Fierce by Gin Phillips is a short but tense novel focussing on possibly the three worst hours of the protagonists life. Joan is a mother visiting the zoo with her four year old son. As a parent to a pre-schooler I felt instantly at home with how Phillips painted a picture of this duo, in tune with each-other, embedded in their routines, how the everyday can be beautifully boring. I wryly smiled when I could see a lot of myself in Joan, her mind wandering and whirring whilst Lincoln played in the sandpit. Just as you’re feeling comfortable the predictable day is violently interrupted by a sense of dread when Joan realises she can hear gunfire in the zoo… surely not?
Sticking with the theme of tension and terror I then read Lullaby by Leïla Slimani. From the very first page it’s clear that this is going to be a bumpy ride as we’re confronted with the fact that two small children have been brutally murdered in their own home. If you want an insight into culture, class, immigration and domestic servitude in France played out in the background of an unspeakable crime Lullaby is for you.
Mother by Hannah Begbie is the story of Cath, Dave and their daughter Mia as they face a devastating Cystic Fibrosis diagnosis. More than that, it’s a story about little things. About actions and consequence. Cause and effect. The ripple effect that can bring a world crashing down. I think what makes Mother so compelling is that Hannah Begbies own son has Cystic Fibrosis. I feel like she really shines a light on the condition in this novel and speaks for many parents who want to scream in the face of platitudes.
Little Fires Everywhere was one of my favourite books this year. If you’re a fan of suburban mystery and winding plots this is the book for you. I was so gripped by Big Little Lies and this certainly has a similar vibe, in fact Reese Witherspoon has snapped up the rights already!
I had wanted to read The Keeper of Lost Things for a long time so when I saw it for 50p in a charity shop I pounced. I really enjoyed it especially how all the characters interactions forced them to confront their pasts and futures. The whimsical descriptions and weaving plot were really soothing to me. My friend Laura wasn’t as impressed…
“An easy, light read to ease back into book club after the summer holidays with so much potential. However I found that the story didn’t live up to the hype.
A myriad of short stories interwoven together as the “lost things” are reunited with their owners, each with a story to tell alongside two other main plots the book felt as though it was being pulled in numerous directions and I had difficulty in empathising with the main characters I should have been rooting for. The book was too busy and I found the focus of the lost things were things that were replaceable, not memorable and definitely things you wouldn’t go looking for after many years had passed. A hair bobble for example.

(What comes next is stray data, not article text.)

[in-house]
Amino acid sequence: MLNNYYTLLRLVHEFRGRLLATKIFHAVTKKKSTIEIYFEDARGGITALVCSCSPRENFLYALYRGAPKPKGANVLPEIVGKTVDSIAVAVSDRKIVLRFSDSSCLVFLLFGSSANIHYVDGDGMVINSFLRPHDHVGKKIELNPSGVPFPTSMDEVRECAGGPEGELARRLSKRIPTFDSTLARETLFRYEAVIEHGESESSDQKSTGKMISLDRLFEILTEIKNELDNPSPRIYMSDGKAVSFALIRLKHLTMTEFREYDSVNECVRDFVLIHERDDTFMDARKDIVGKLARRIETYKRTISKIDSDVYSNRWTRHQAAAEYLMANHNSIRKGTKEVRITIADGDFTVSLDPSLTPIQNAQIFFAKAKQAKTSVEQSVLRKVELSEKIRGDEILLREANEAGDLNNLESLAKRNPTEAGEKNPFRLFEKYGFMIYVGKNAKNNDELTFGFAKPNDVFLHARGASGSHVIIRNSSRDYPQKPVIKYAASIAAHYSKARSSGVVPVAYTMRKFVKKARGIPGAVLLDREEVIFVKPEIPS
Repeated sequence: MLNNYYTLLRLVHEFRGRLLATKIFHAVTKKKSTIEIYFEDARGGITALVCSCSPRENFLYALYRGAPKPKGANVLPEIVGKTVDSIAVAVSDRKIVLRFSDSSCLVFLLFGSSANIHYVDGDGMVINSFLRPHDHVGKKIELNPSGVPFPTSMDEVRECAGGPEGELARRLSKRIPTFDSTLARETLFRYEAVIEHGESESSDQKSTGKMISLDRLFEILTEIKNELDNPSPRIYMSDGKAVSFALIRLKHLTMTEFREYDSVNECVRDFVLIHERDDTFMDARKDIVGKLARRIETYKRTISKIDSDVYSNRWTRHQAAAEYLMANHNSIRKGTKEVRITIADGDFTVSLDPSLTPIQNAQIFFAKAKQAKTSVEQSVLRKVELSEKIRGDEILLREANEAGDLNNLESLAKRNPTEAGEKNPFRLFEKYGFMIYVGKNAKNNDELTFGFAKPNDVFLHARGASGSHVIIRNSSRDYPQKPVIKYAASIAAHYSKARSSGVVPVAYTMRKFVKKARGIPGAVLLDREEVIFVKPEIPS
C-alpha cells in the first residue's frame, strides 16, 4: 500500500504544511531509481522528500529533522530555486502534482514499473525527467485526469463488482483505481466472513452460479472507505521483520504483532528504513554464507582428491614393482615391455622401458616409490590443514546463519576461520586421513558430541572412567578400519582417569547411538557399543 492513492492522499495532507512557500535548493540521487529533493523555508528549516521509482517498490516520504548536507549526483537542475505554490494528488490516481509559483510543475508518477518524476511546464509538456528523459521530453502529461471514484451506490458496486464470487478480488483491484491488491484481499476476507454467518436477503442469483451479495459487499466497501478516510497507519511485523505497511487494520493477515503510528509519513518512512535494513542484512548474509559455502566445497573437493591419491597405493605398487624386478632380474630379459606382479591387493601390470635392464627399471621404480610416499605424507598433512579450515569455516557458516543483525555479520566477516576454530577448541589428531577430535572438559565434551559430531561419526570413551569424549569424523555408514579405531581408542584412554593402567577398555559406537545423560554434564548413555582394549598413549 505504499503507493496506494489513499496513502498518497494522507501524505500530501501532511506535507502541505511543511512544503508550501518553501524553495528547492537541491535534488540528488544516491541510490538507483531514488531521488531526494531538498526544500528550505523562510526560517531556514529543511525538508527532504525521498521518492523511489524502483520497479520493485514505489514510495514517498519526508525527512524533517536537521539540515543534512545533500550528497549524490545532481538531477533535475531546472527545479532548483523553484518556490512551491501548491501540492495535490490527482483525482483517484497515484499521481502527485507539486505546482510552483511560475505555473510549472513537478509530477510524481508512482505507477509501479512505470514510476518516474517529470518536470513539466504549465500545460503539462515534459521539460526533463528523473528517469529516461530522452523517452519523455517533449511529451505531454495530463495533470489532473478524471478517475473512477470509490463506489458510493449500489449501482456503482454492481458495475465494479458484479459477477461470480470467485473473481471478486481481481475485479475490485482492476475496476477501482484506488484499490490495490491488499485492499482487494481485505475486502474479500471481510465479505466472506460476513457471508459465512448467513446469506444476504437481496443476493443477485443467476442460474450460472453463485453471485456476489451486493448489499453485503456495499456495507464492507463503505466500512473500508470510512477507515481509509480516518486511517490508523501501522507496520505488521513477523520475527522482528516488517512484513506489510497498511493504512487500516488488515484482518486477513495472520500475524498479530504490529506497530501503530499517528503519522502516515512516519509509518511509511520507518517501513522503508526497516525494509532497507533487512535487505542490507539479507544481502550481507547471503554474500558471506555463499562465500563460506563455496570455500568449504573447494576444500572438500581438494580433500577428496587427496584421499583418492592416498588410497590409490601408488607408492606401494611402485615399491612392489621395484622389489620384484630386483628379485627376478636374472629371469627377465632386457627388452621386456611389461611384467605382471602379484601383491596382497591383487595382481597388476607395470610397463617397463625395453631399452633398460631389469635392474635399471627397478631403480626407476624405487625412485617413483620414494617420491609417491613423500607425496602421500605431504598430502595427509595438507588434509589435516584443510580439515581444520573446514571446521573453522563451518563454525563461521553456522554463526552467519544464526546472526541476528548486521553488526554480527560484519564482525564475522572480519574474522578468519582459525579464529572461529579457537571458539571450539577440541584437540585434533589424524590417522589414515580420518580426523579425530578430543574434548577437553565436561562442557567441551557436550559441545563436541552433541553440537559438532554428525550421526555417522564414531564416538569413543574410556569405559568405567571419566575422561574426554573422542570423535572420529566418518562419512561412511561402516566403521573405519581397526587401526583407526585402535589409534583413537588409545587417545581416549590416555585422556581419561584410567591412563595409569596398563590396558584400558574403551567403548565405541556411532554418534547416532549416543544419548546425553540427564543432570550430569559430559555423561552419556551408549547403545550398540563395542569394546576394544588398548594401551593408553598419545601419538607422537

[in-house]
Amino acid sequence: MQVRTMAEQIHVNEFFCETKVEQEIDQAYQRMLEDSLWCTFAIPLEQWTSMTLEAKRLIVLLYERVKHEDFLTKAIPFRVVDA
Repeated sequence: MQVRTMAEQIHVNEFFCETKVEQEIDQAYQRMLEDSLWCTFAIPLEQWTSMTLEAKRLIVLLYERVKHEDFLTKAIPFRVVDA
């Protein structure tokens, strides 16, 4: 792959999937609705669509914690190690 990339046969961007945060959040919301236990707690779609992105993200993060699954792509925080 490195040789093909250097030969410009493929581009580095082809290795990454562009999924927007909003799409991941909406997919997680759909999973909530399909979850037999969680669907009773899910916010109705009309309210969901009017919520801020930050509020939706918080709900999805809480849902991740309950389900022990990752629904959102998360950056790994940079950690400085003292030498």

If you’re looking for something easy to read, with some feel good factors and a nice ending of the story with all ends neatly tied then this book is for you. If you’re looking for something to get your teeth into, where you empathise and feel for the main protagonists in the story? I’d move on.”
The fun of half term meant I started to slip behind on my reading goals a little but One Day in December kickstarted my habit again. It’s a sweet, festive, romantic novel with twists and turns that give the classic formula a modern update. I especially loved Silver’s rich description and how she honed in on every little detail. I really felt like I was there sharing the defining moments in all their glory.
My Mum really enjoyed This Is Going to Hurt so I was eager to read it too. I thought it was a real triumph and testaments to NHS staff keeping the country on their feet whilst they are forced to their knees. I have seen some criticism online about how the author talks about womens’ choices in birth – those passages didn’t really bother me as I took it from his standpoint and am not easily riled by stories. However if birth is a sensitive subject for you I’m not sure I could reccomend This is Going to Hurt.
This Is Going to Hurt intersperses tales from the front line of the NHS with reflections on the current crisis. The result is a first-hand account of life as a junior doctor in all its joy, pain, sacrifice and maddening bureaucracy, and a love letter to those who might at any moment be holding our lives in their hands.
I needed a little merriment after a run of dark tales so I picked up Michael Morpurgos’ adaption of The Snowman. It’s a super quick read with delightful illustrations that’s suitable for the whole family – a lovely book to share at Christmas.
My final read (so far) was Me Before You by Jojo Moyes. I must have finished it in two days or less – the story was so compelling and moving. For a more in-depth review check out this post by LeeLeeLoves. I have the sequel waiting for me and if I manage to finish my current reads this year it’ll be the jewel in the crown I’m sure.
Phew! What a year, I really must go now so I can try to finish Notes from a Nervous Planet and Why I’m No Longer Talking to White People About Race before the New Year! I’d love to hear what your favourite reads of 2018 where so I can start building next years list. So far I have 42 on my ‘want to read’ list but I think I’ll set a more modest challenge of 24 books for 2019.